|Meet the Parents (Collector's Edition)|
|Written by Bill Warren|
|Tuesday, 06 March 2001|
Together with the earlier 'Analyze This,' 'Meet the Parents' went a long way in establishing Robert De Niro, of all people, as a comic actor. Actually, if you watch both films closely, he's not doing comedy performances at all, but playing his roles completely straight. It's the circumstances that are comic -- not that De Niro doesn't get his share of laughs.
In this case, the circumstances derive from a little-known 1992 movie of the same title directed, co-written by and starring Greg Glienna. Yes, 'Meet the Parents' is a remake, scripted by Jim Herzfeld and John Hamburg and directed by Jay Roach, who helmed both "Austin Powers" movies. The script is very good, particularly in terms of structure -- it builds very well to a climax that consists of two guys in a room talking, but which is emotionally satisfying on a surprisingly warm level. It's hard to tell if Roach is a good director; the Austin Powers outings depended so much on the premise (and, in the second film, on grossly disgusting jokes) that it's hard to see just what Roach's contributions were. His only other feature as a director, 'Mystery, Alaska,' is bland and uninteresting.
Certainly with 'Meet the Parents' he has the advantage of a terrific cast. Ben Stiller plays Greg Focker, a male nurse living in Chicago, and in love with Pam Byrnes (Teri Polo). But when he's just on the verge of proposing to her, Greg learns that Teri's sister Debbie (Nicole DeHuff) is about to get married -- because her fiancé had the foresight to ask Jack Byrnes (Robert De Niro) for her hand in marriage. Things will obviously go more smoothly for Greg if he does the same -- so he must now meet the parents.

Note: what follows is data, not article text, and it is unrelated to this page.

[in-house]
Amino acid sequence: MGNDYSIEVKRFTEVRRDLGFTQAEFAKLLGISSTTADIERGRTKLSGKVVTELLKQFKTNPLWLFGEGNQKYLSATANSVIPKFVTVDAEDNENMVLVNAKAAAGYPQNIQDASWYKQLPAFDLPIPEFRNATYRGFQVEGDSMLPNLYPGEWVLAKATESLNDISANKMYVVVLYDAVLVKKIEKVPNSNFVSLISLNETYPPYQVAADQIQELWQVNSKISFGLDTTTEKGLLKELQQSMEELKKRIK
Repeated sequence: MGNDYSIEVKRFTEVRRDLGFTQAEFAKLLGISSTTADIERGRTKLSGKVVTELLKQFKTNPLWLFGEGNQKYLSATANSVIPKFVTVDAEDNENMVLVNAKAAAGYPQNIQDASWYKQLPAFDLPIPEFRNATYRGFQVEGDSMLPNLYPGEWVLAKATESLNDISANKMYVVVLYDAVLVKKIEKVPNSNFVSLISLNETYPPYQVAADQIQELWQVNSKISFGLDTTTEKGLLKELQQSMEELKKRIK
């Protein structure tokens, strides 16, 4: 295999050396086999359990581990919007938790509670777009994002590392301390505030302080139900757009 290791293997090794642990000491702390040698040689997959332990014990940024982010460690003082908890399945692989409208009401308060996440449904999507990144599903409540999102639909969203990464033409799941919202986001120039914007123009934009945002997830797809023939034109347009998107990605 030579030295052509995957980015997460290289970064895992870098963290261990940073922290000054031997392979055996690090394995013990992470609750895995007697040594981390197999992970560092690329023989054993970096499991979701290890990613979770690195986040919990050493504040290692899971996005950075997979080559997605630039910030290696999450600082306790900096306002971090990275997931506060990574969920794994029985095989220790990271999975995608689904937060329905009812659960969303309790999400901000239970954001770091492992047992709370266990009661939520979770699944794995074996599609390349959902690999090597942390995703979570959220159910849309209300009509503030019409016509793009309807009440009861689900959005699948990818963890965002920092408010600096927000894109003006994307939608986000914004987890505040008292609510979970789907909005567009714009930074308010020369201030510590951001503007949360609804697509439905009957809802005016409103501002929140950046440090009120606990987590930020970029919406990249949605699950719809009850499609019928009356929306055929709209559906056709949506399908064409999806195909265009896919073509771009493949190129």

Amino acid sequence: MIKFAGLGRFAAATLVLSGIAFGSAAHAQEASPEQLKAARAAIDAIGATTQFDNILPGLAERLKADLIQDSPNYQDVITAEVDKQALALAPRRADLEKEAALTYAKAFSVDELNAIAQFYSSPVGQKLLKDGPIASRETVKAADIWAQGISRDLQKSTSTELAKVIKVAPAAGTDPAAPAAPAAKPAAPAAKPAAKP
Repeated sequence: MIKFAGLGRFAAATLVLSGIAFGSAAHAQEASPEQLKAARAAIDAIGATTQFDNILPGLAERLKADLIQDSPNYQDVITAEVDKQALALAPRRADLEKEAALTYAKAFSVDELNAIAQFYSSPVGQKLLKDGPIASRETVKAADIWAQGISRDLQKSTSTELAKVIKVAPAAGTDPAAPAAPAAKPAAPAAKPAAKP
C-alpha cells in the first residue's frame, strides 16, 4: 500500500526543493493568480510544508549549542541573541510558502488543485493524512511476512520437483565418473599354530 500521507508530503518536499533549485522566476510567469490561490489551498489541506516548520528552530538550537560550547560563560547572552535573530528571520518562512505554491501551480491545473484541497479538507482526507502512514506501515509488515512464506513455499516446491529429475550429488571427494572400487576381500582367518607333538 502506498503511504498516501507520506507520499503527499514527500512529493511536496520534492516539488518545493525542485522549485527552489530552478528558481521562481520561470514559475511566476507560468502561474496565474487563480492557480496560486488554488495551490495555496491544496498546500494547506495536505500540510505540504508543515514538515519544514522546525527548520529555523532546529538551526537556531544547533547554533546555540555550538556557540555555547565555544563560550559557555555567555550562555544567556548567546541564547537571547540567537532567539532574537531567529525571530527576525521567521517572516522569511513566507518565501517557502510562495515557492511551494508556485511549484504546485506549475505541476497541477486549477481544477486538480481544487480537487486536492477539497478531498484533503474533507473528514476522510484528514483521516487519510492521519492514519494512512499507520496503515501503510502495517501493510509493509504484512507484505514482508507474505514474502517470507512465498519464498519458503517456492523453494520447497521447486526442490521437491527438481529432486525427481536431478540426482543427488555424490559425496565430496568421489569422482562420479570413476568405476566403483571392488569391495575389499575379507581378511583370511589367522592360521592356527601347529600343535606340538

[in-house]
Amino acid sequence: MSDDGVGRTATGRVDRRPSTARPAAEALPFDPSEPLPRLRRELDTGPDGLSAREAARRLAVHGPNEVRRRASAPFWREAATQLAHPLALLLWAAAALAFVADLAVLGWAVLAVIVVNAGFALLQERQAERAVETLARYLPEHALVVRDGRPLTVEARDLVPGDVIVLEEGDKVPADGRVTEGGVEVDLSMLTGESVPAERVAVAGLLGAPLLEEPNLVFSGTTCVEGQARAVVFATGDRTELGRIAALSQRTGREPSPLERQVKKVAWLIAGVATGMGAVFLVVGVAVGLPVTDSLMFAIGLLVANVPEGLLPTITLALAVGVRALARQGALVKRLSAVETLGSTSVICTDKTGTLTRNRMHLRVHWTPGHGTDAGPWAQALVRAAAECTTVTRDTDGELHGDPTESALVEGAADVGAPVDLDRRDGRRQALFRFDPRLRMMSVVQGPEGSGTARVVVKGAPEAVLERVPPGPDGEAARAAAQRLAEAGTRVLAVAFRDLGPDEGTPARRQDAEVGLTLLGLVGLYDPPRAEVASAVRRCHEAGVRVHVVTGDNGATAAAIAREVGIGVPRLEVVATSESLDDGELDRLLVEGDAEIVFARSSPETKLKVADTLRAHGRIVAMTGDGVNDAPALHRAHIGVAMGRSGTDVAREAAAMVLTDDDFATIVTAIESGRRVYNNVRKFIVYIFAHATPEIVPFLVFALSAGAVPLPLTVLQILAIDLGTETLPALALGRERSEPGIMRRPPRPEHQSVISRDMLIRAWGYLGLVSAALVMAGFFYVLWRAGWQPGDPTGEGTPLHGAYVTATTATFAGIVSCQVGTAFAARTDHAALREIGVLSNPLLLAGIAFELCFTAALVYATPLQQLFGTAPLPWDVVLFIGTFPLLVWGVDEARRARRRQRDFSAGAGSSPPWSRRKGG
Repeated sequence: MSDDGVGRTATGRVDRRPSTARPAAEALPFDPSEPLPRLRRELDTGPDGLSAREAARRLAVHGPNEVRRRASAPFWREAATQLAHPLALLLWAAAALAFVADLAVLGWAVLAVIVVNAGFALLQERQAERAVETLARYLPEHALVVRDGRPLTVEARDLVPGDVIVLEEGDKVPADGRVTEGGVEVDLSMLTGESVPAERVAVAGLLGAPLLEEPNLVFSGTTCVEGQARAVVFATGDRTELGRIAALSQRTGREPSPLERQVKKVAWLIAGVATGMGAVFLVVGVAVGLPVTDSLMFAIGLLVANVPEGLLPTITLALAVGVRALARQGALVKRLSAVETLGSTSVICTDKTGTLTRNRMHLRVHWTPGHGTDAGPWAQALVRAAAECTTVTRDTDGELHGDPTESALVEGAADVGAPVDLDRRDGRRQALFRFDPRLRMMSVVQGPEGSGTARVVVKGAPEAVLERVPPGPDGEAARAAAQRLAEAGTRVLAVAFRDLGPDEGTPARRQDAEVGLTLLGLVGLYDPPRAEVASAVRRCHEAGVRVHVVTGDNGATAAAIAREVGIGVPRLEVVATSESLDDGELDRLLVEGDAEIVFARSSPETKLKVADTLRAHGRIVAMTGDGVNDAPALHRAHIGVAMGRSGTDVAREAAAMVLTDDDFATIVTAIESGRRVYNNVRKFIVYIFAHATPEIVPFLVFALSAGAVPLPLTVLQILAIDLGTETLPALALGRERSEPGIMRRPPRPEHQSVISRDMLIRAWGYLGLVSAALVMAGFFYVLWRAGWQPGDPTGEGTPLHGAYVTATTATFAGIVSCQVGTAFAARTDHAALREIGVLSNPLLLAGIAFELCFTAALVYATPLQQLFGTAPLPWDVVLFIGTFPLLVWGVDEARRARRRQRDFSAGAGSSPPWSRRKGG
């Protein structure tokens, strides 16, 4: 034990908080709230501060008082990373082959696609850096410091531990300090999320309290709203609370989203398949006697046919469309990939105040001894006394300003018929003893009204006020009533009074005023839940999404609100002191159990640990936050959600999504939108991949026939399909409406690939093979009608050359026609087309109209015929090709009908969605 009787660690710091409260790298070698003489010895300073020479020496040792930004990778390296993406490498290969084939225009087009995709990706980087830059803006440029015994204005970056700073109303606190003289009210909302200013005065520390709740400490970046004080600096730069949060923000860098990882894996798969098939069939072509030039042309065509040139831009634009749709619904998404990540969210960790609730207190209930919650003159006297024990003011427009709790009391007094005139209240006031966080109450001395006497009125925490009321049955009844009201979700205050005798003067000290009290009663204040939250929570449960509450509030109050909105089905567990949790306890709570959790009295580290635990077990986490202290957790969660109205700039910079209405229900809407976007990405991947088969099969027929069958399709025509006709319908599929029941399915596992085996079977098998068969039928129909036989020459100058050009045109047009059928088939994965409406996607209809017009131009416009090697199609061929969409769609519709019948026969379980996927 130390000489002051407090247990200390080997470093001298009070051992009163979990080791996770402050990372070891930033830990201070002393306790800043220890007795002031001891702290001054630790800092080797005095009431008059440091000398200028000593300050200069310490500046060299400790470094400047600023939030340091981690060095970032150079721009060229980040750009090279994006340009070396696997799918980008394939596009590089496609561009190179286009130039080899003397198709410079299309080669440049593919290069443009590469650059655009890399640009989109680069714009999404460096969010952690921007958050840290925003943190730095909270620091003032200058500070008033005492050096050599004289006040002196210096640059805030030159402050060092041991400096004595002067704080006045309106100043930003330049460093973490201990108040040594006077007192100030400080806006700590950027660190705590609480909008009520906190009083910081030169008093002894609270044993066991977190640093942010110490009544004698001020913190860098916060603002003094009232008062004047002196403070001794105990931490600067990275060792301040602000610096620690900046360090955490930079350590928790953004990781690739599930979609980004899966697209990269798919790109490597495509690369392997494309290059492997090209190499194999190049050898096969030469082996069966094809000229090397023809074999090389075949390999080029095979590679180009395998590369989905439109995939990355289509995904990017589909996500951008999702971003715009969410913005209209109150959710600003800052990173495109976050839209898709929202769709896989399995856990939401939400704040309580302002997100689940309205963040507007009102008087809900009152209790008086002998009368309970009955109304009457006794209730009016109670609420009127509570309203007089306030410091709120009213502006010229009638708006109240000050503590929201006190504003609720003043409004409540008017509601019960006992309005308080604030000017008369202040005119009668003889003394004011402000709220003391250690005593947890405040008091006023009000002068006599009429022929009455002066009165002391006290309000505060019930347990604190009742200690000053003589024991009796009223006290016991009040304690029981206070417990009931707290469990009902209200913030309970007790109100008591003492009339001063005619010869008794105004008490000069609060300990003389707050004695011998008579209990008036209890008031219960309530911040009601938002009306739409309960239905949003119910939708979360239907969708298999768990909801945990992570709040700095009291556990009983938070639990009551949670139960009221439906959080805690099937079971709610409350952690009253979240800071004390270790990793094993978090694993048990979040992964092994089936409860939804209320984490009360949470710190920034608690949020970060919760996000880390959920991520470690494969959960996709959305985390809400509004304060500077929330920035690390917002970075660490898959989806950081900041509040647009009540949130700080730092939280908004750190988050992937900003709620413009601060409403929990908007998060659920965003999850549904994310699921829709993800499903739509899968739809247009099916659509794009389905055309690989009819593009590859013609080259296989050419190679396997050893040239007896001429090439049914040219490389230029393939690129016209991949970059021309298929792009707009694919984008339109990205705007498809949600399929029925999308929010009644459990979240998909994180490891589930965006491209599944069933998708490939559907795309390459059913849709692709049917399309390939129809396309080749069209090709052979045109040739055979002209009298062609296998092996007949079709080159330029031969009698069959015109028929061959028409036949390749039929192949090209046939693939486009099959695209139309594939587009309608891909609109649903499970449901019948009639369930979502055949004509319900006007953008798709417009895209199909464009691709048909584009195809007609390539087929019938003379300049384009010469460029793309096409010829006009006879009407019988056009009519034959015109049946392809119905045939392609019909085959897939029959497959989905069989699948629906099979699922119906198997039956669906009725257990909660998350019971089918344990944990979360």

He and Pam fly off to suburban New York, where they're greeted by Jack and Dina Byrnes (Blythe Danner) in their handsome, well-appointed home. (Excellent production design by Rusty Smith, who uses a red, white and blue color scheme for the interiors of the Byrnes house.) Things already started to go badly for Greg when the airline lost his luggage, and he has to borrow clothes from both Jack and teenaged Denny Byrnes (Jon Abrahams, rarely seen in the movie). Jack, an ex-CIA operative, is deeply suspicious of Greg for any number of reasons, not the least being that he's naturally deeply suspicious.
And he and Greg have endless clashes that both try to shrug off. Jack loves cats, especially big fluffy Mr. Jinx, Greg loves dogs. Jack hates smokers, Greg is addicted to cigarettes. Jack is subtly right wing, Greg left wing. Debbie's fiancé Bob (Thomas McCarthy) is a doctor -- as his father Larry (James Rebhorn) -- while Greg is a "mere" nurse. When Greg innocently happens upon Jack's secret lair beneath the house, decorated with photos of him with the likes of Colin Powell and Bill Clinton, Jack insists on giving him a lie-detector test, which does not go well.
This is because to make things go smoother, Greg has haplessly been relating a series of minor lies, all of which circle back and bite him on the butt. Things get worse when they all go off to the mansion-like home of Kevin Rawley (Owen Wilson), Pam's ex-fiancé, who's a dot com squillionaire, deeply spiritual, deeply kind and artistically talented -- out of a single huge block of wood he's carved a wedding altar for Tom and Debbie. In his indoor pool, everyone engages in a lively game of volleyball -- and Greg ends up giving Debbie a bloody nose.
Things get worse.
The idea is that the worse they get, the funnier they get, but it doesn't quite work that way. The best scenes in the film aren't the spectacular comedy scenes, such as when Greg accidentally reduces the Byrnes' back yard to a mass of sewage and sets fire to Kevin's hand-carved altar. Roach cannot make this kind of gag seem both inevitable and spontaneous; almost all his big-gag scenes have a very mechanical feel, big windup toys that go exactly where you expect them to. The best big-gag scene, involving dinner, a champagne cork, the urn containing the ashes of Jack's mother, and Mr. Jinx (secretly desperate for a sandbox), depends more on the script than the direction and editing. Still, that's a grand, ghoulish gag, the most famous in the film.